Tom Holland, seems to identify with an idealized version of Christianity — and he says he does so out of gratitude for his upbringing and inheritance. Tom’s article at one moment shows he knows the problems in Christian history, at the next he blindly idealizes what Christianity has to offer.  Readers can see if they agree. 

Holland’s Christianity involves an idealized non-historical Jesus’ supposed Sermon on the Mount which can be seen when he says, “no text has done more to underpin the construction of a new and multicultural identity for the [European] continent than the Sermon on the Mount.”

But the Sermon on the Mount seems to be a mishmash of sayings (probably even prior to a supposed Jesus), some contradictory to other sayings and some just nonsense. Several authors have pointed out these problems with the Sermon on the Mount, but see this article for an example “Iron Chariots“.

Holland’s article talks about the fascinating connections between Tolkien, magic weapons and the Nazis.  So if you want to read a typical Catholic “First Things” article which shows off erudition, rambles a bit and all the while it does not show the best evidence for their thesis, read Holland’s article (a non-believer in god(s) but who embraces Christianity in his identity).  I actually enjoyed the Nazi and Tolkien stuff.

Questions for Readers:  Do any of you non-theist readers have a “ simulacrum of a god” that you use.  Holland does, and uses it to label himself a Christian.  What do you think of that move?

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The Illusion of Moral Development

Morality_PyramidDo humans improve their moral reasoning as they mature, or at least do they have the potential to gradually develop a superior morality?  Confucius and Aristotle ideas felt that way. Jean Piaget (a Swiss psychologist 1896 -1980) developed a theory of stages of moral development in children. Lawrence Kohlberg  (1927 – 1987) carried Piaget’s work further with a modified model going into adulthood —  and it is perhaps now one of the most popular models. And of course there are other models.  To the right is Kohlberg’s model and you can see some other outlines here.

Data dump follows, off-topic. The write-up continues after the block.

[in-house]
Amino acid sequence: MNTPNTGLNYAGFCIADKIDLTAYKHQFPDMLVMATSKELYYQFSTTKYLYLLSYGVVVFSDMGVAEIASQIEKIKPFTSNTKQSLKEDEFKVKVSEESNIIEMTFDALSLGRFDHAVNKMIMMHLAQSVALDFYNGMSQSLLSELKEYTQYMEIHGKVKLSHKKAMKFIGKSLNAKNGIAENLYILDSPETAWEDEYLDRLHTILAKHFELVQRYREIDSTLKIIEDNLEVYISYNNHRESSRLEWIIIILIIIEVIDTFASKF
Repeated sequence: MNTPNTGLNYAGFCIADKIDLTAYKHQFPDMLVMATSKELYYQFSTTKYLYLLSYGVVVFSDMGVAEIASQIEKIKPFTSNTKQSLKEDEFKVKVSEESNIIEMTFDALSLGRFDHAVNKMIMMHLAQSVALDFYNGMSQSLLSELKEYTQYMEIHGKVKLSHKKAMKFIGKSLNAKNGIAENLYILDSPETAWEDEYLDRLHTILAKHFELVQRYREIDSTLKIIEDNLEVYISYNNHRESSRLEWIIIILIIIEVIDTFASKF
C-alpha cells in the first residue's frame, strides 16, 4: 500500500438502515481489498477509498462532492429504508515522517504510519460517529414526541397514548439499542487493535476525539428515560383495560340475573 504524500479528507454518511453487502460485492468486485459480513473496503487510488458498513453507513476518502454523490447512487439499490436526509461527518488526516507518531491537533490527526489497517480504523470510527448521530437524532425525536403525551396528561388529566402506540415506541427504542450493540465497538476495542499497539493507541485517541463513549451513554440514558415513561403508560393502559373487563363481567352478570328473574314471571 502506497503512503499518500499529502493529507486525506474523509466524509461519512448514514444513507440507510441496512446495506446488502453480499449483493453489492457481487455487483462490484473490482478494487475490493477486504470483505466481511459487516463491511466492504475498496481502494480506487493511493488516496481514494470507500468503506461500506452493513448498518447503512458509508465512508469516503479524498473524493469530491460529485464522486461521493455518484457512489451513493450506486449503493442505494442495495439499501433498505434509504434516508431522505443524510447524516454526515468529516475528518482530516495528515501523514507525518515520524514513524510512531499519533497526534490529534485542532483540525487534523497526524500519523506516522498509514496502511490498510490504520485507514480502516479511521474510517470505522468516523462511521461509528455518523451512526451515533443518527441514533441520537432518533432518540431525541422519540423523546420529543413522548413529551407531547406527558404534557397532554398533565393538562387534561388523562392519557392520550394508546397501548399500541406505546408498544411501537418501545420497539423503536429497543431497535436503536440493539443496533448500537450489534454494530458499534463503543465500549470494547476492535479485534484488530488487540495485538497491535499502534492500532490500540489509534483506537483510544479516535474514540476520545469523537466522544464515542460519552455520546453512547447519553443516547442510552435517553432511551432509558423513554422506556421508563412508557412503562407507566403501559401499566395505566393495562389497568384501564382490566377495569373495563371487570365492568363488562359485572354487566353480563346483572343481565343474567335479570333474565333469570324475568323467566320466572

But I am skeptical about progress, moral or otherwise. I view each human as having many different moral calculators in their mind.  Indeed, the development of the calculators occur at different times for different folks, but I think we all maintain many calculators.  See my post on the Moral Mind.  So it is not that we progress into different moral spheres, but I think we use these different calculators depending on the situations we find ourselves. Some may use one or more calculator more often than others, and indeed some may have never developed some calculators, but we all use more than one calculator and more often than we think.  We like to think of ourselves as more homogenous: of having one set of beliefs, of having one set of morality and such but we are many selves — we are much more complicated.

I think it is a mistake to look at these as a pyramid or as progress, instead, each calculator has its own unique set benefits and its own set of shortcomings, depending on the situation — that is why so many have evolved.

Your thoughts?

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The Whole World is Immoral

I just read an interesting NPR article called :”Fish Have Feelings, Too”.  And it had many interesting facts about fish the writer made ridiculous conclusions — see if you agree. The author is Jonathan Balcombe, director from the Humane Society Institute for Science and Policy — so you could imagine what his agenda is.

Here is the logic of his article:

  • Fish are animals.
  • Fish feel pain.
  • An animal has sentience if it feels pain.
  • If an animal feels pain, it also feels pleasure.
  • If a being feels pain and pleasure, it has “moral traction”
  • If animals can feel pain and pleasure, it can have good days and bad days.
  • “Moral Traction” is the bedrock of ethics.
  • So if we want to be ethical or moral, we must not cause a fish (a sentient being) to have a bad day.
  • Therefore we shouldn’t catch and kill fish.

Animals, plants, bacteria and more hunt and kill each other daily.  I guess Balcombe would rather a world of nothing but vegatation — well, at least vegetation that does not harm other vegatation.  For otherwise, why is he trying to get us to stop eating other animals when they all gladly eat each other and us.